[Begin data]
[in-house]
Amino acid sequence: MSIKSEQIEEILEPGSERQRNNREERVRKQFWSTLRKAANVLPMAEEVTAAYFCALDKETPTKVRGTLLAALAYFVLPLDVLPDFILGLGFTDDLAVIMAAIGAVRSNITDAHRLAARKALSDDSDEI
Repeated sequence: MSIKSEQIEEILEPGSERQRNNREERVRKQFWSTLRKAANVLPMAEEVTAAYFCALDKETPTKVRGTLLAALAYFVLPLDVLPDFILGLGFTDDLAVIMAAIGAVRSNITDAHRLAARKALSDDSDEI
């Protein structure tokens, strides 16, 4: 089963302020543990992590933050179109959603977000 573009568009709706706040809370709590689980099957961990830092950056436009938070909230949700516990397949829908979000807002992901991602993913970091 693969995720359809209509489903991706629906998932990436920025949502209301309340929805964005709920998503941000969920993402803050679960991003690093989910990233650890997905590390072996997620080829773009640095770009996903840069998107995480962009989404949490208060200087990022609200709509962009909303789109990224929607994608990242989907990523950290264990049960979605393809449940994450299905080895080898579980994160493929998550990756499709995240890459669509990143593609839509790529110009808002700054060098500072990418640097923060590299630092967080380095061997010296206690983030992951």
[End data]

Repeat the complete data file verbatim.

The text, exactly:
[in-house]
Amino acid sequence: MSIKSEQIEEILEPGSERQRNNREERVRKQFWSTLRKAANVLPMAEEVTAAYFCALDKETPTKVRGTLLAALAYFVLPLDVLPDFILGLGFTDDLAVIMAAIGAVRSNITDAHRLAARKALSDDSDEI
Repeated sequence: MSIKSEQIEEILEPGSERQRNNREERVRKQFWSTLRKAANVLPMAEEVTAAYFCALDKETPTKVRGTLLAALAYFVLPLDVLPDFILGLGFTDDLAVIMAAIGAVRSNITDAHRLAARKALSDDSDEI
């Protein structure tokens, strides 16, 4: 089963302020543990992590933050179109959603977000 573009568009709706706040809370709590689980099957961990830092950056436009938070909230949700516990397949829908979000807002992901991602993913970091 693969995720359809209509489903991706629906998932990436920025949502209301309340929805964005709920998503941000969920993402803050679960991003690093989910990233650890997905590390072996997620080829773009640095770009996903840069998107995480962009989404949490208060200087990022609200709509962009909303789109990224929607994608990242989907990523950290264990049960979605393809449940994450299905080895080898579980994160493929998550990756499709995240890459669509990143593609839509790529110009808002700054060098500072990418640097923060590299630092967080380095061997010296206690983030992951």